• Guest Writer: Allison Villa

Here’s What I Wish Other Moms Knew About Postpartum Depression


My first year as a mother of two, was the hardest year of my life. It was the year that I didn’t recognize myself. The year that I felt like a shell of the person I “used to be”. The year that I suffered from postpartum depression.

Like many mothers, I didn’t recognize my mental illness until a full year of suffering. I was too busy keeping my infant and toddler fed, happy, and healthy. I had accepted that feeling frustrated, angry, and sad, was my new normal.

“This must be what life with two kids feels like for every mother.” I thought.

Boy, was I wrong.

The High of a Beautiful Birth

When I was 36 weeks pregnant with our second baby, I remember sitting in my midwife’s office as she listed the symptoms of postpartum depression: anger, anxiety, guilt, hopelessness, loss of interest or pleasure in activities, mood swings, insomnia, crying, irritability...the list went on...

“I know you’re a psychotherapist, so you already know all about this, but it’s my job to mention it.” she said with a wink.

We had laughed about it. I hadn’t had any mental health issues with our first baby, so I was certain that I had nothing to worry about. Boy, was I wrong.

Our second daughter was born on a beautiful snowy winter morning, in the presence of three midwives, our doula, my husband, and her sleeping sister down the hall. I had the homebirth that I had wanted and felt empowered in those early weeks. Our first daughter was born in hospital with medical interventions, and having a home birth felt like a right of passage for me as a mother.

The feel-good hormones were pumping.

I felt like a lioness with her cubs.

I was high on love and mothering.

The Slow Emotional Decline

To be honest, I can’t tell you when it started.

It was a series of small moments that layered one on top of the other.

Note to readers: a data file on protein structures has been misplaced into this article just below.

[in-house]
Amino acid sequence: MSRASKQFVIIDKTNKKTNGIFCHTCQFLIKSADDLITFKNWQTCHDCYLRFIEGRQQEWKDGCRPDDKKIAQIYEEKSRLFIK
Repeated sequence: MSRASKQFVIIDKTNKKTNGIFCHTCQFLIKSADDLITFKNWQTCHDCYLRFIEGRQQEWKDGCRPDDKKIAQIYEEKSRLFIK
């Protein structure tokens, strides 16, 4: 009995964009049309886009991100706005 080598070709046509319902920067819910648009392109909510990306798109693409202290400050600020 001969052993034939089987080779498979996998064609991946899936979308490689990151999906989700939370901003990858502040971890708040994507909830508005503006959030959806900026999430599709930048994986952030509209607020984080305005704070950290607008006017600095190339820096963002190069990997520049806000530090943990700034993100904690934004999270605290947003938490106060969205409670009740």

For example, I quickly learned that walking through the snow, with my infant bundled and strapped to me in a carrier, while encouraging my 2-year old to “keep going”, so that we could get to daycare twice a week, was a recipe for disaster. As much as I wanted our family to get outside in the fresh air and move our bodies, the expectation for a 2-year old to walk 15 minutes in the snow, was ludicrous.

And so, begrudgingly, I drove. I’m someone who needs to move my body to feel in-tune with myself, so this decision meant giving-up my precious built-in self-care time. It was the first of many choices that I would make for the welfare of my kids, at the expense of my own wellbeing.

Twice a week, I would wake the baby from her nap (the worst), strap her into the bucket seat and drive five minutes to daycare. Then, I would lug that heavy, awkward car seat into the tiniest waiting room imaginable, where ten other parents were also picking up their high-energy toddlers.

The parents looked at each other with panic in their eyes, “How the heck are we going to get these kids calmed down and dressed into ten layers of winter gear and get outta here?”

I set the baby down, prayed that she wouldn’t cry, and negotiated with my toddler to stop stealing her friend’s mitts, climbing on the benches, and just get dressed already.

Did I mention that I was sweating from still being fully dressed in my own winter gear? Sheesh.